Halliburton Co v Chubb Bermuda Insurance Ltd [2020] UKSC 48 provides welcome opportunity for the UK Supreme Court to set out the obligations of arbitrators.

The Court addressed the obligations of arbitrators minded to accept appointments in multiple references concerning the same or overlapping subject matter with only one common party without giving rise to appearance of bias and whether and to what extent the arbitrator may do so without disclosure.

To reach its determination the Court considered the custom and practice in international arbitrations and was greatly assisted with submissions from, amongst other interveners, the London Court of International Arbitration and the International Court of Arbitration of the International Chamber of Commerce.

The question of disclosure is at the forefront of international arbitration as a means of ensuring impartiality because of the key differences between how arbitration operates in practice, in comparison to litigation (with its principle of open justice). Disclosure has heightened importance in arbitration because unlike court actions, the process is private with limited public oversight and there are limited powers to review the determination made. The decision maker is not appointed by the State but selected by the parties and unlike judges with a high degree of security of tenure, arbitrators are appointed for the reference only and naturally wish to seek repeat appointments.

The case arose from a challenge made by Halliburton to remove an arbitrator from a tribunal where he had failed to disclose to Halliburton his subsequent appointments to two arbitral panels, which like the reference in Halliburton's arbitration arose out of disputes between insurers and their insured concerning the reasonableness of settlements made by the insured following the Deep Water Horizon oil spill. Chubb featured as a party in the subsequent arbitrations. The action for removal was grounded not on there having been actual bias but on an objective appearance of bias.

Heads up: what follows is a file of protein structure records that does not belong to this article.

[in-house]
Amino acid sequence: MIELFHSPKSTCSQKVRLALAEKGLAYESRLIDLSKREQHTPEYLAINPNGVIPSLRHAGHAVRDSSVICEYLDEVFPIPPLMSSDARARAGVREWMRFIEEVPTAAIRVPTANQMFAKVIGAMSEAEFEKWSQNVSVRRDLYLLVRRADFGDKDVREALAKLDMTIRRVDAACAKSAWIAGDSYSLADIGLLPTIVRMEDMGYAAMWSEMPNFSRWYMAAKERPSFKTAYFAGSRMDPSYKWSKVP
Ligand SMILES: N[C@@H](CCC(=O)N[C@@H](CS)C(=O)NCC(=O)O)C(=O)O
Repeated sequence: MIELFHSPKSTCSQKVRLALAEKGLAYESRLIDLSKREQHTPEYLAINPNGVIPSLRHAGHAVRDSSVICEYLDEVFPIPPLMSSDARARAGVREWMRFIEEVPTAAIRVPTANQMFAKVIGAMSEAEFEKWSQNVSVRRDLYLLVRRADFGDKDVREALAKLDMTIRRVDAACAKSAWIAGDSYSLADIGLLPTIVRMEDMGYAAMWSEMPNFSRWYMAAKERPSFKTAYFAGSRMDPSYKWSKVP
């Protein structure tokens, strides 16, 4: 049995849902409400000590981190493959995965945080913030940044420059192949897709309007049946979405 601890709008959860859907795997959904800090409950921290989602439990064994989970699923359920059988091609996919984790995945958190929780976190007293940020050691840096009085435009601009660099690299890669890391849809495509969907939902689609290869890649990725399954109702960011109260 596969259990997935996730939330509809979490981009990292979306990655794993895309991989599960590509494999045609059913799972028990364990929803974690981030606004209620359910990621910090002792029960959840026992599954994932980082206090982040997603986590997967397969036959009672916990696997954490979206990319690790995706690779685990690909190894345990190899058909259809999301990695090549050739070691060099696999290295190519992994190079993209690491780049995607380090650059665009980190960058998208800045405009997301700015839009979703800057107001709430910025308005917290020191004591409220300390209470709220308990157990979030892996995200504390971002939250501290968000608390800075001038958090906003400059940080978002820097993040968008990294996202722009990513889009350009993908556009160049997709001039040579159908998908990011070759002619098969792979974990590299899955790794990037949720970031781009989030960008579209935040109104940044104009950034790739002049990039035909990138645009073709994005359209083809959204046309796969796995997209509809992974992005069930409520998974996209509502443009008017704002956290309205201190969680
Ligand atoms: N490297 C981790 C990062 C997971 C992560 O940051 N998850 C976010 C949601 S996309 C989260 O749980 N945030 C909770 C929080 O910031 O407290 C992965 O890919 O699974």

The UK Supreme Court made clear that the English courts, in addressing an allegation of apparent bias in an English-seated arbitration, will (i) apply the objective test of the fair-minded and informed observer and (ii) have particular regard to the characteristics of the particular form of international arbitration from which the application to remove an arbitrator arises. Those characteristics highlight the importance of proper disclosure as a means of maintaining the integrity of international arbitration.

The Court of Appeal had previously determined that disclosure is a legal duty and not just good arbitral practice and accordingly developed English law of arbitration. The Supreme Court approved this approach.

Where an arbitrator accepts appointments in multiple references concerning the same or overlapping subject matter with only one common party, this may, depending on the relevant custom and practice of such arbitrations, give rise to an appearance of bias. It is not necessary that the facts and circumstances which are to be disclosed would cause the fair-minded and informed observer to conclude that there was a real possibility that the arbitrator was biased. It is sufficient that they might reasonably cause the objective observer to reach that conclusion. The failure of the arbitrator to disclose such facts and circumstances is itself a factor to which the fair-minded and informed observer would have regard in considering if there was a real possibility of bias.

If in doubt it is therefore better to disclose than not to do so. Whether an arbitrator fails in the duty to disclose requires examination of the facts as at and from the date when the duty arose.

However, the failure to disclose does not necessarily translate into there being a real possibility of bias requiring removal of the arbitrator. Such possibility of bias is assessed at the date of the hearing to remove. Whilst Halliburton's appeal failed for this very reason, the Court made clear that disclosure should have taken place albeit the failure to disclose did not cause a real possibility of bias.

Critics of the decision will no doubt point to a missed deterrent opportunity to arbitrators who fail to disclose material facts to parties but on any view the case provides welcome clarity on an arbitrator's duty of disclosure.